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TOGETHER DECATUR

Watch now: Colorful pianos throughout Decatur are ready to be played

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Public Painted Pianos Project at Richland Community College. READ MORE HERE.

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Lindsay Thompson sits at the piano that she created for the Public Painted Pianos Project in Macon County. The piano is in the Student Center at Richland Community College.

DECATUR — Art is usually not intended to be touched.

However, the colorful pianos placed at various locations throughout Decatur beckon to be played.

The musical artwork is the subject of the Public Painted Pianos Project in Macon County.

One of the artists, Lindsay Thompson, was requested to use her talents in creating an artistic piece. “I was asked to volunteer my time to donate and spread music and art and joy,” she said.

Thompson is an art major at Millikin University. The piano’s design was thought of while she began painting for the project. “I pick a color scheme that I want to go with,” Thompson said about the piano sitting in the Student Center at Richland Community College. “I just started painting.”

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Painting a piano is more difficult than working on a flat canvas, according to Thompson. “It’s a lot more precise,” she said. “There’s a lot more curves on a piano.”

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The Public Painted Pianos Project in Macon County at Richland Community College was put in a welcoming space that entices people, like Meredith Johnson-Palmer, dean of Student Success, to play it.

Greg Florian, RCC vice president of finance and administration, said he enjoys listening as piano players take a break to play. “We thought it would be a great addition for our students,” he said. “A few of them have come by to play a little bit.”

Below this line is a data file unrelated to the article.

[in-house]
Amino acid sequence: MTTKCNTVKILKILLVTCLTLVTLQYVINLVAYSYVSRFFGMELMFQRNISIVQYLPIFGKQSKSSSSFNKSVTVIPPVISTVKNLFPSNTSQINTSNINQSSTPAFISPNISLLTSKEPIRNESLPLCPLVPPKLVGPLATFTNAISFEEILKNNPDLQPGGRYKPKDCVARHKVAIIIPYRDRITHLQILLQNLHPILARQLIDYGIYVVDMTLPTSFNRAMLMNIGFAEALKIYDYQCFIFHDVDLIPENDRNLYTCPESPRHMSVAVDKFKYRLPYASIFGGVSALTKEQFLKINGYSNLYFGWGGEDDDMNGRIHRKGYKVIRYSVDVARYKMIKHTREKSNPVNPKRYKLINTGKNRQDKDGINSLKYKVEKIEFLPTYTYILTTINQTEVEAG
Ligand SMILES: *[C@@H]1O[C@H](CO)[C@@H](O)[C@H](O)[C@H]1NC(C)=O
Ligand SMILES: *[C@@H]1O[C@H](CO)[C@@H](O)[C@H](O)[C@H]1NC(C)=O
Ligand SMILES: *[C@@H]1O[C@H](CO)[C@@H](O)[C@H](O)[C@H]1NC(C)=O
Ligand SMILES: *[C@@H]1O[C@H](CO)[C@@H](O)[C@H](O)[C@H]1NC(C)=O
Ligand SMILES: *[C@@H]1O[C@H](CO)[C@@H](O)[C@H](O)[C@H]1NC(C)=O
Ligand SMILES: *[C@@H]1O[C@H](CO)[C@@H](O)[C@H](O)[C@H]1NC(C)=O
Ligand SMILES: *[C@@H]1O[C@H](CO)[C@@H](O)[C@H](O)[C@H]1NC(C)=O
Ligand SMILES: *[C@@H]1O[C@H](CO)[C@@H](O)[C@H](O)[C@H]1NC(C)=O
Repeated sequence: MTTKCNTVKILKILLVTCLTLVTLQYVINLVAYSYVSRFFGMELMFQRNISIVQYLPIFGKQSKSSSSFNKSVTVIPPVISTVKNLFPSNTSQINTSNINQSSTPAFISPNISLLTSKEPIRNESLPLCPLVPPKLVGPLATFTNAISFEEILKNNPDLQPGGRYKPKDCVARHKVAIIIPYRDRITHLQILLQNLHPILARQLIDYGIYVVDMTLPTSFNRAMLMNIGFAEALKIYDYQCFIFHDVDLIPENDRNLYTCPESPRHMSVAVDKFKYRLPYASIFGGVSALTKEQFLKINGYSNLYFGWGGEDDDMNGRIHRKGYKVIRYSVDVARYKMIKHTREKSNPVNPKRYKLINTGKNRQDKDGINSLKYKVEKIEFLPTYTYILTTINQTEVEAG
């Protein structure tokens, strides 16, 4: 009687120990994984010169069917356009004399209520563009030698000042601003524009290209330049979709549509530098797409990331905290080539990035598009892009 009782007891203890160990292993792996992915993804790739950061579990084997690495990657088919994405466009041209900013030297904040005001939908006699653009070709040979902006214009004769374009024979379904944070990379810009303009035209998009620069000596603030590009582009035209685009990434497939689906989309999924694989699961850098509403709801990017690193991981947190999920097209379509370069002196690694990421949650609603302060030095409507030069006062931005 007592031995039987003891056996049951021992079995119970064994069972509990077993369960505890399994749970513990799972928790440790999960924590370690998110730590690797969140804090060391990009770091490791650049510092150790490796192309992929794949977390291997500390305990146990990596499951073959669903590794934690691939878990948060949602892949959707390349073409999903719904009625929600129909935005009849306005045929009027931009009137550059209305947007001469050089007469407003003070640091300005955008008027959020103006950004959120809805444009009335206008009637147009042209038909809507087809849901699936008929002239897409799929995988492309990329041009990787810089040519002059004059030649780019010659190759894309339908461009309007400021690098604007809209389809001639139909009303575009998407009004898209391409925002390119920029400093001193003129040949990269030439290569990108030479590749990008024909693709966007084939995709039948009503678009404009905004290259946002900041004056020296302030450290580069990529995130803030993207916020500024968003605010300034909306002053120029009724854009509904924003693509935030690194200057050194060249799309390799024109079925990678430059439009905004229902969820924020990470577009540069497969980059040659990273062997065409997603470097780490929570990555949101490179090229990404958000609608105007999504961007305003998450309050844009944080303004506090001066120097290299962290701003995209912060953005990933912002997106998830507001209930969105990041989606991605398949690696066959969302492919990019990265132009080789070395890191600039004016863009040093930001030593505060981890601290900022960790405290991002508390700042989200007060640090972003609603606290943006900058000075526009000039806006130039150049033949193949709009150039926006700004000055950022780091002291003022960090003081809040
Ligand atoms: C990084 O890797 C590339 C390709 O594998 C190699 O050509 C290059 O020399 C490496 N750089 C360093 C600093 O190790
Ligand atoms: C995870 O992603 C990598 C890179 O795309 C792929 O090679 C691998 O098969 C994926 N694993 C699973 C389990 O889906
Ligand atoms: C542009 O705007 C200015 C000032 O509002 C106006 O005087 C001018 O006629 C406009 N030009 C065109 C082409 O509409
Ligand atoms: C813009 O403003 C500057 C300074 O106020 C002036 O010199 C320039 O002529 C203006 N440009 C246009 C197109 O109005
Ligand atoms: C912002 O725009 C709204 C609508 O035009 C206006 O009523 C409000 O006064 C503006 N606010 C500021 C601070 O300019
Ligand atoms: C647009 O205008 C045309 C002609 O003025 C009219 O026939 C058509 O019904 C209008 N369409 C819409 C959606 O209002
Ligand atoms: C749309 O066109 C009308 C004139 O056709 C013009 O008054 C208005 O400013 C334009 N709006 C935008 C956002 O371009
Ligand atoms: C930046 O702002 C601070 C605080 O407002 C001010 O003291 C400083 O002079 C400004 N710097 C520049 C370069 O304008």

Public Painted Pianos Project organizer Gail Fyke had viewed Thompson’s work and asked her to paint one of the donated pianos. Fyke has convinced 11 other artists to join the project. Some of the places displaying their work are the Children’s Museum of Illinois, Hope Academy, Boys and Girls Club, Webster Cantrell Hall, Decatur Family YMCA, McGaughey Elementary School and Millikin University Dolson Hall. Others are still in the planning stages, including a future piece at the Salvation Army and Macon Resources Inc.

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Artist Lindsay Thompson said it is more difficult to paint a piano than it is create a piece of art on a canvas.  “It’s a lot more precise,” she said. “There’s a lot more curves on a piano.”

Fyke was inspired to create the project while assisting her son after his brain surgery in New York. Sing for Hope is a project with 50 painted pianos placed in public areas inviting the community to play them. “Artists from all over the country compete to paint those pianos,” Fyke said. “And when they are done in June, they give them away to the New York City school district.”

Fyke has approached artists while other artists have volunteered. Finding the pianos doesn’t take as much effort. “They are falling out of the sky,” she said. “I’ve had 300 offers and I’ve only taken 12.”

Placing the pianos in various locations has been easy as well, according to Fyke. “Nobody has told me no,” she said.

However, an explanation is often needed, since the public is encouraged to play the art piece. “It’s OK to let them touch it,” Fyke said.

Fyke lets the artist decide on the scene, which may direct where the piano may be placed and the audience it is expected to draw. “It can’t be loud if it’s going to a nursing home,” Fyke said.

The piano at the Children’s Museum of Illinois was painted in honor of Tanner Gillen, a 14-year-old resident who died from brain cancer. “His aunt painted it,” Fyke said. “She’s an art teacher at Johns Hill.”

Abby Koester, president and CEO of the museum, said the blue piano, with its sunflowers and origami boats, has been a popular piece since it arrived in April. “We put it right next to our theater space,” she said. “People will play the piano, and people dance and sing.”

Piano players with various levels of experience will play. “Including some kids who’ve never had the opportunity to play or touch a piano,” Koester said. “Everything here is hands-on, so you can touch it and play with it.”


Contact Donnette Beckett at (217) 421-6983. Follow her on Twitter: @donnettebHR

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